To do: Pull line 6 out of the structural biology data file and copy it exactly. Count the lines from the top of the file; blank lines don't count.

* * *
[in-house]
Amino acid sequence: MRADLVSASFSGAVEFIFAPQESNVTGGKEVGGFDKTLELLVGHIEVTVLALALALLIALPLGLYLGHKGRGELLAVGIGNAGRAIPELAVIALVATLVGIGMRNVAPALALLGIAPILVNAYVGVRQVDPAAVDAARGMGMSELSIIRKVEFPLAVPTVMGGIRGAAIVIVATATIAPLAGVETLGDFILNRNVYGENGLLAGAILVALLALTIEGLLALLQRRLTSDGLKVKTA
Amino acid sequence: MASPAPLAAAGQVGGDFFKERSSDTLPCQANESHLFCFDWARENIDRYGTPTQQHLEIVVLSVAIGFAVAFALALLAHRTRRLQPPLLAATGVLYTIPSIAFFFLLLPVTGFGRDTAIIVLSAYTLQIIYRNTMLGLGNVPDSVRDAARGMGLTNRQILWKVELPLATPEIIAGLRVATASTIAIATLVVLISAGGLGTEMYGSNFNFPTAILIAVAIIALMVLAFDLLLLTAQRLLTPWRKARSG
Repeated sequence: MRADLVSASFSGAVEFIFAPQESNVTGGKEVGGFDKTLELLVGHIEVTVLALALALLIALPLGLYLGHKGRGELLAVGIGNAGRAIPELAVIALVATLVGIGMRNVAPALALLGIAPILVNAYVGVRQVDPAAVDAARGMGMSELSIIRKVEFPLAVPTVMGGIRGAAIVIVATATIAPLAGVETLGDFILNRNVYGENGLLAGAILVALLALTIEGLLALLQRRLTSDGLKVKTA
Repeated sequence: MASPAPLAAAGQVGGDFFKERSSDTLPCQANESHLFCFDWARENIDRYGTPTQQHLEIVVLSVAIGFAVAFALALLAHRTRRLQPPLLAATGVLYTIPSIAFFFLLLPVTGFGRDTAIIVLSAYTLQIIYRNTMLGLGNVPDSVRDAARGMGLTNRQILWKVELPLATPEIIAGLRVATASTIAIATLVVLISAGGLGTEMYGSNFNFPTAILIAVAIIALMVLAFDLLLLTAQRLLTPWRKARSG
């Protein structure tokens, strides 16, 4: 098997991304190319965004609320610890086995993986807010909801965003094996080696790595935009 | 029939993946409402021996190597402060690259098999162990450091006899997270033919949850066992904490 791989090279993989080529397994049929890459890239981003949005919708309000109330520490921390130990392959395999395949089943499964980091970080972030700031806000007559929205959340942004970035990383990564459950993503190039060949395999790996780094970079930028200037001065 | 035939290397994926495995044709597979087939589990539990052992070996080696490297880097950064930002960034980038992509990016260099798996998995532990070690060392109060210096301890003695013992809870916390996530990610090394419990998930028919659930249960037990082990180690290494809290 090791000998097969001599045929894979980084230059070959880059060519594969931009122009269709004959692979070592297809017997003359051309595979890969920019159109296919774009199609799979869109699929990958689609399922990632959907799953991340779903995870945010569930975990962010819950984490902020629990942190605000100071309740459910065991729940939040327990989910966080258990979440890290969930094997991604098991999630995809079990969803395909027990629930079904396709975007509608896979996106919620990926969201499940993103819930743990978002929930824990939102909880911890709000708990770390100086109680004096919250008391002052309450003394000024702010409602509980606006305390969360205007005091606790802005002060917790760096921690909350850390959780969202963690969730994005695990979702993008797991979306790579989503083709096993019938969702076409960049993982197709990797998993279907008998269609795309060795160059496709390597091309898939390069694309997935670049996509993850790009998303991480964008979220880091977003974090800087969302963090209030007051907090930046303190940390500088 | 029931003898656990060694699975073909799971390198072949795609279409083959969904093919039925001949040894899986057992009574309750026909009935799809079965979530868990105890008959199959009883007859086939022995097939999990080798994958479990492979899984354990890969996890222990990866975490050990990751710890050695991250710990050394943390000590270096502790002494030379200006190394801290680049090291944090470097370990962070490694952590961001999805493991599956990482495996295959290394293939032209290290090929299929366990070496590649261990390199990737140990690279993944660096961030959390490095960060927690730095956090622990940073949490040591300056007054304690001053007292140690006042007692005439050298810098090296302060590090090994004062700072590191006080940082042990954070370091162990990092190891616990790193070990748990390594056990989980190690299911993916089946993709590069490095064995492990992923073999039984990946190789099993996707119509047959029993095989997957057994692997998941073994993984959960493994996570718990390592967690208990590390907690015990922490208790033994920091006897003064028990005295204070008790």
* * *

């Protein structure tokens, strides 16, 4: 098997991304190319965004609320610890086995993986807010909801965003094996080696790595935009 | 029939993946409402021996190597402060690259098999162990450091006899997270033919949850066992904490 791989090279993989080529397994049929890459890239981003949005919708309000109330520490921390130990392959395999395949089943499964980091970080972030700031806000007559929205959340942004970035990383990564459950993503190039060949395999790996780094970079930028200037001065 | 035939290397994926495995044709597979087939589990539990052992070996080696490297880097950064930002960034980038992509990016260099798996998995532990070690060392109060210096301890003695013992809870916390996530990610090394419990998930028919659930249960037990082990180690290494809290 090791000998097969001599045929894979980084230059070959880059060519594969931009122009269709004959692979070592297809017997003359051309595979890969920019159109296919774009199609799979869109699929990958689609399922990632959907799953991340779903995870945010569930975990962010819950984490902020629990942190605000100071309740459910065991729940939040327990989910966080258990979440890290969930094997991604098991999630995809079990969803395909027990629930079904396709975007509608896979996106919620990926969201499940993103819930743990978002929930824990939102909880911890709000708990770390100086109680004096919250008391002052309450003394000024702010409602509980606006305390969360205007005091606790802005002060917790760096921690909350850390959780969202963690969730994005695990979702993008797991979306790579989503083709096993019938969702076409960049993982197709990797998993279907008998269609795309060795160059496709390597091309898939390069694309997935670049996509993850790009998303991480964008979220880091977003974090800087969302963090209030007051907090930046303190940390500088 | 029931003898656990060694699975073909799971390198072949795609279409083959969904093919039925001949040894899986057992009574309750026909009935799809079965979530868990105890008959199959009883007859086939022995097939999990080798994958479990492979899984354990890969996890222990990866975490050990990751710890050695991250710990050394943390000590270096502790002494030379200006190394801290680049090291944090470097370990962070490694952590961001999805493991599956990482495996295959290394293939032209290290090929299929366990070496590649261990390199990737140990690279993944660096961030959390490095960060927690730095956090622990940073949490040591300056007054304690001053007292140690006042007692005439050298810098090296302060590090090994004062700072590191006080940082042990954070370091162990990092190891616990790193070990748990390594056990989980190690299911993916089946993709590069490095064995492990992923073999039984990946190789099993996707119509047959029993095989997957057994692997998941073994993984959960493994996570718990390592967690208990590390907690015990922490208790033994920091006897003064028990005295204070008790």